Precision of datetime in Python

Published on 2015-06-27.

What is the precision of datetime in Python? The documentation says

Return the current local date and time. If optional argument tz is None or not specified, this is like today(), but, if possible, supplies more precision than can be gotten from going through a time.time() timestamp (for example, this may be possible on platforms supplying the C gettimeofday() function).

It goes on further to say

Note that even though the time is always returned as a floating point number, not all systems provide time with a better precision than 1 second.

So, the answer is that it depends.

Let's try to figure out what it looks like on Windows using Python 3.4. For reference:

In [1]:
import sys
3.4.3 (v3.4.3:9b73f1c3e601, Feb 24 2015, 22:44:40) [MSC v.1600 64 bit (AMD64)]

Let's create a series of datetime objects that we can analyze to find out how far apart they are:

In [2]:
import datetime

dates = []
for _ in range(10000000):

Let's load them into Pandas so we can analyze them:

In [3]:
import pandas as pd

date_series = pd.Series(dates)
In [4]:
0   2015-06-27 13:06:19.089816
1   2015-06-27 13:06:19.089816
2   2015-06-27 13:06:19.089816
3   2015-06-27 13:06:19.089816
4   2015-06-27 13:06:19.089816
dtype: datetime64[ns]
In [5]:
count                       10000000
unique                          9085
top       2015-06-27 13:06:24.066101
freq                            1221
first     2015-06-27 13:06:19.089816
last      2015-06-27 13:06:28.457352
dtype: object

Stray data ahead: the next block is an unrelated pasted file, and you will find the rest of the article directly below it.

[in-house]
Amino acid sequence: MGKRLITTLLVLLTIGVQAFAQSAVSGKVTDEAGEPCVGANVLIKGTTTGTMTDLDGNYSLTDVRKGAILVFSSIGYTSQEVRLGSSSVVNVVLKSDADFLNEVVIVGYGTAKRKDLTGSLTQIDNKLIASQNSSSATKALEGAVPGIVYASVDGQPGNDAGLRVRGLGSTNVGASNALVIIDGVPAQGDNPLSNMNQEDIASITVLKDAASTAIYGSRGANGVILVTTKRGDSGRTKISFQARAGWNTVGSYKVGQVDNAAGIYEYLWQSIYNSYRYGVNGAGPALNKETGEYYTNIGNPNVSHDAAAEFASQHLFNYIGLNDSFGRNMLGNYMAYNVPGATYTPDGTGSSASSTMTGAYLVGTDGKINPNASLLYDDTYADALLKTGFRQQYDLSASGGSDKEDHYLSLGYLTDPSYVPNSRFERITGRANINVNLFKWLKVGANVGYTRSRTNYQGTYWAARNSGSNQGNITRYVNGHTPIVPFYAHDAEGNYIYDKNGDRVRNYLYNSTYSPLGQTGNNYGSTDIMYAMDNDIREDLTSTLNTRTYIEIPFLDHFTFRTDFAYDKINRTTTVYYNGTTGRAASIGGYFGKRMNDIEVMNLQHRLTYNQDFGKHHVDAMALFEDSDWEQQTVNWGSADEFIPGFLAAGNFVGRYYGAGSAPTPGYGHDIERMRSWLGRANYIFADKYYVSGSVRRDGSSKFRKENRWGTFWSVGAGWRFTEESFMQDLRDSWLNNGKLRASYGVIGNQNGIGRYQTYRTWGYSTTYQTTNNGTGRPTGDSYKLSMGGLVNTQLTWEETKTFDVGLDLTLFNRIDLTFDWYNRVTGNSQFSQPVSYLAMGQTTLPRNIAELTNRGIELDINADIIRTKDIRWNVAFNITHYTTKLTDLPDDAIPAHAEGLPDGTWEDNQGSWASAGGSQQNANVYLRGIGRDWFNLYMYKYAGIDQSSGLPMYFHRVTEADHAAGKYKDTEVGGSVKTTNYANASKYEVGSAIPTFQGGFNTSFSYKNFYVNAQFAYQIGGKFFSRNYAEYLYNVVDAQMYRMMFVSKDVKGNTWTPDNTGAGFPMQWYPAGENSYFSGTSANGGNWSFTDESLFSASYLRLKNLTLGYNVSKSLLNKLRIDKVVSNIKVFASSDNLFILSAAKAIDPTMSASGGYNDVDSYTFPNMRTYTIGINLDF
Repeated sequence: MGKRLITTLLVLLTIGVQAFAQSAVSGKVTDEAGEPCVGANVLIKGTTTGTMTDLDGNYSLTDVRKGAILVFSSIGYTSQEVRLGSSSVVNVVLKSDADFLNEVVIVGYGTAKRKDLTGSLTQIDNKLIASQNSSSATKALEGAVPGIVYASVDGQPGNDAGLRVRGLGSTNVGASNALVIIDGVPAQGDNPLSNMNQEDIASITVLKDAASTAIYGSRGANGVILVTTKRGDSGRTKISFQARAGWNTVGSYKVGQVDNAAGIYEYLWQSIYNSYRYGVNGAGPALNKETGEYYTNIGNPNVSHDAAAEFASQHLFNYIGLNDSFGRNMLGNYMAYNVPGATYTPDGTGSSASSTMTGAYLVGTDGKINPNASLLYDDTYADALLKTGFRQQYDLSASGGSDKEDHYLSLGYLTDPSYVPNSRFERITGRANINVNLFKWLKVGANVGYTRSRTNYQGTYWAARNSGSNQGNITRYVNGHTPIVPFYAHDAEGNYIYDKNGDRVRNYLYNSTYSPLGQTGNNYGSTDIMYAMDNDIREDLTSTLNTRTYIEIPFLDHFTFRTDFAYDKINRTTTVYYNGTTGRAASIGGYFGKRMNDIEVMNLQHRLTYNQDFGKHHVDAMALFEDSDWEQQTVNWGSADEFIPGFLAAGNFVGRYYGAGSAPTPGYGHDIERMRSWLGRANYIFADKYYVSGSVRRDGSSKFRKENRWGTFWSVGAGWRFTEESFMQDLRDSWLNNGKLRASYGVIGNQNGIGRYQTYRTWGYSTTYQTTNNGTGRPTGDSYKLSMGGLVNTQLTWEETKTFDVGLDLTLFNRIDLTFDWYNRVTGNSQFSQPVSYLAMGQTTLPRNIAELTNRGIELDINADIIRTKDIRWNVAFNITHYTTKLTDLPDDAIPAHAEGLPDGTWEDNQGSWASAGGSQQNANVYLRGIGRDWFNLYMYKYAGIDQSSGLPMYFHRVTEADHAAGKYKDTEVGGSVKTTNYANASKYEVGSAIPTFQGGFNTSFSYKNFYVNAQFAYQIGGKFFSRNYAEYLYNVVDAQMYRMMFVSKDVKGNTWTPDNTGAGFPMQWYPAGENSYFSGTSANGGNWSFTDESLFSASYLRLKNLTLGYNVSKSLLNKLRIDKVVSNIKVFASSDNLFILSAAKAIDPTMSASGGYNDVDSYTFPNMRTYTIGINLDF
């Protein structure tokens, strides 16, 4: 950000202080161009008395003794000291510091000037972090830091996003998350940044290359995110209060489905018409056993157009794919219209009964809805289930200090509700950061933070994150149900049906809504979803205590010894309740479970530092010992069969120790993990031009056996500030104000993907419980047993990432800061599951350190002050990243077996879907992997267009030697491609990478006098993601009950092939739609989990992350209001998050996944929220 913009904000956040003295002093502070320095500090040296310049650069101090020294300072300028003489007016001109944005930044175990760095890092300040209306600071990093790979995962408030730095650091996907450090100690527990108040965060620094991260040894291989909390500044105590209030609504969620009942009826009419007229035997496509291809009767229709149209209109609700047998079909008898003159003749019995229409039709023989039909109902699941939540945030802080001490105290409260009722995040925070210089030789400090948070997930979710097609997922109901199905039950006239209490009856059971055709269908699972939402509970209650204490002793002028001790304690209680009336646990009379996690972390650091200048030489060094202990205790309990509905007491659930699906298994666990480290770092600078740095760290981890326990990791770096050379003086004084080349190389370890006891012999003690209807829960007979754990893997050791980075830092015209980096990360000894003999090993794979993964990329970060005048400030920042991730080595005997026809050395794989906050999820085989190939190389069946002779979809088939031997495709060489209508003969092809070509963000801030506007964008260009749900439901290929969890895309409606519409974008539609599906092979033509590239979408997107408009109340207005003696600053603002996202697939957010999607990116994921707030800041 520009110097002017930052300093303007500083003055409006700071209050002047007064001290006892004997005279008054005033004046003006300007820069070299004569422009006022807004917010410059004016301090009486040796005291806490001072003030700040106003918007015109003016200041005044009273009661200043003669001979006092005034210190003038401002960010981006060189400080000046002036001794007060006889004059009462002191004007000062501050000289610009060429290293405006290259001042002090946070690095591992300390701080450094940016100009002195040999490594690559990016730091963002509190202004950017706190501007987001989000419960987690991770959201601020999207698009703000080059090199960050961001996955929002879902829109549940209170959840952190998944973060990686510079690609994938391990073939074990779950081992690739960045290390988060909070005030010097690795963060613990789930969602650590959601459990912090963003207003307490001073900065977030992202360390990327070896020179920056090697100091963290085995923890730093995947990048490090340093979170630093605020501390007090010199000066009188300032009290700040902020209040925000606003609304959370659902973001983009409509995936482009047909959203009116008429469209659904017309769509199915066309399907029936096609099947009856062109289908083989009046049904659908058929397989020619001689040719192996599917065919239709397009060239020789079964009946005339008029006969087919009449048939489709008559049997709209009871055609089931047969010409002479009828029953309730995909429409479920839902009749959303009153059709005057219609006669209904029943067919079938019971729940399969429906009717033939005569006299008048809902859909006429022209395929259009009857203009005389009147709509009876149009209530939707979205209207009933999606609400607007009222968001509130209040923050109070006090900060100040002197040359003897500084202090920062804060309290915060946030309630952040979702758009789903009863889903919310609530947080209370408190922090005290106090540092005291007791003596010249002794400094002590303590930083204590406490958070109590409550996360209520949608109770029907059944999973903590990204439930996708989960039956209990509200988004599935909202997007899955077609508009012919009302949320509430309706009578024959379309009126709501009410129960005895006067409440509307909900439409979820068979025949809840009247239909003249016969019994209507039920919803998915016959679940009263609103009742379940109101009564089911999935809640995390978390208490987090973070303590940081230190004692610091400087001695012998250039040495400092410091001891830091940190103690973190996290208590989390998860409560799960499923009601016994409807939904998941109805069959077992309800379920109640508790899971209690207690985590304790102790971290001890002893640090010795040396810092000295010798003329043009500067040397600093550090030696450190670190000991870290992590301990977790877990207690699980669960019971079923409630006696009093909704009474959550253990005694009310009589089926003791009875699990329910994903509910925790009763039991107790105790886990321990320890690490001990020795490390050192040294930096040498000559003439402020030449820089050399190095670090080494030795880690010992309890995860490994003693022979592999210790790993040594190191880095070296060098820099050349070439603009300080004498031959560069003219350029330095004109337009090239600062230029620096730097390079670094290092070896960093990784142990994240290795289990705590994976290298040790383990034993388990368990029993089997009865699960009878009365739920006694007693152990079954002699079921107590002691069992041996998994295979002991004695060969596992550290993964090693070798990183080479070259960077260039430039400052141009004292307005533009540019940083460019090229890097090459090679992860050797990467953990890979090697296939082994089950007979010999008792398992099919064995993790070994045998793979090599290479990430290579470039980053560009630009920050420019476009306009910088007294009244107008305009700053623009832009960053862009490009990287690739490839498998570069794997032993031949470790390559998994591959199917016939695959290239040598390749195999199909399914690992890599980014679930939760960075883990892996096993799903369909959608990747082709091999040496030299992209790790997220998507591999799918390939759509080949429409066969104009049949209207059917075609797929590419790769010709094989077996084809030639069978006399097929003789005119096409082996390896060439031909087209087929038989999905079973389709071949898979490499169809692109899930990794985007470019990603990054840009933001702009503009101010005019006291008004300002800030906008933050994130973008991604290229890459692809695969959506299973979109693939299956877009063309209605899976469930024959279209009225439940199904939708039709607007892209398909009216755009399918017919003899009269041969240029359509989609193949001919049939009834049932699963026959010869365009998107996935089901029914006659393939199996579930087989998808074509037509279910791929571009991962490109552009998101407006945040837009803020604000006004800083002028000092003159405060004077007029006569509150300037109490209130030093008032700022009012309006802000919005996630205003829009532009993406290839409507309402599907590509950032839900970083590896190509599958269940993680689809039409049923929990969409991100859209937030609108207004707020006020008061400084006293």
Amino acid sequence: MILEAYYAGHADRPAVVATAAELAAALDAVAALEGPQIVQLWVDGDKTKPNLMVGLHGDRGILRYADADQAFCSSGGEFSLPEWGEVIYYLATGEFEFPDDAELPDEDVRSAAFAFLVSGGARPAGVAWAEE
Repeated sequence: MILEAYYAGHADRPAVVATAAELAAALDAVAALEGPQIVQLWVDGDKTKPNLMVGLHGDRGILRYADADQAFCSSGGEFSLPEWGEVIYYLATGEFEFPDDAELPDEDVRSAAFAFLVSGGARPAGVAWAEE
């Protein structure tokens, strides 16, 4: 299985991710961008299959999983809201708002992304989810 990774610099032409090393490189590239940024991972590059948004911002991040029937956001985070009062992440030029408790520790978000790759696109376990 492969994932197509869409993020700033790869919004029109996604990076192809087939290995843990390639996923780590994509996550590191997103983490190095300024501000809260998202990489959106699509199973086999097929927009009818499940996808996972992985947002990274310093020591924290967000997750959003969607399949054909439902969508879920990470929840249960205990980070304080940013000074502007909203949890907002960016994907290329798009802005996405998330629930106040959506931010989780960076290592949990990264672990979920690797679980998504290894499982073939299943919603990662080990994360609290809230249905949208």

Let's remove all duplicates:

In [6]:
uniq_date_series = date_series.drop_duplicates()
count                           9085
unique                          9085
top       2015-06-27 13:06:25.215166
freq                               1
first     2015-06-27 13:06:19.089816
last      2015-06-27 13:06:28.457352
dtype: object

Now let's figure out the delta between all uniqe dates:

In [7]:
deltas = uniq_date_series - uniq_date_series.shift(1)
count                      9084
mean     0 days 00:00:00.001031
std      0 days 00:00:00.000690
min      0 days 00:00:00.001000
25%      0 days 00:00:00.001000
50%      0 days 00:00:00.001000
75%      0 days 00:00:00.001000
max      0 days 00:00:00.033002
dtype: object

And the smallest delta is

In [8]:
Timedelta('0 days 00:00:00.001000')

This means that the smallest increment between two consecutive dates is 1ms. So we can not use the datetime on Windows to measure events that occur more frequently than 1ms.

And that is in the best case. This number will vary depending on how many other processes are running and what the Python code does in between two measurements.

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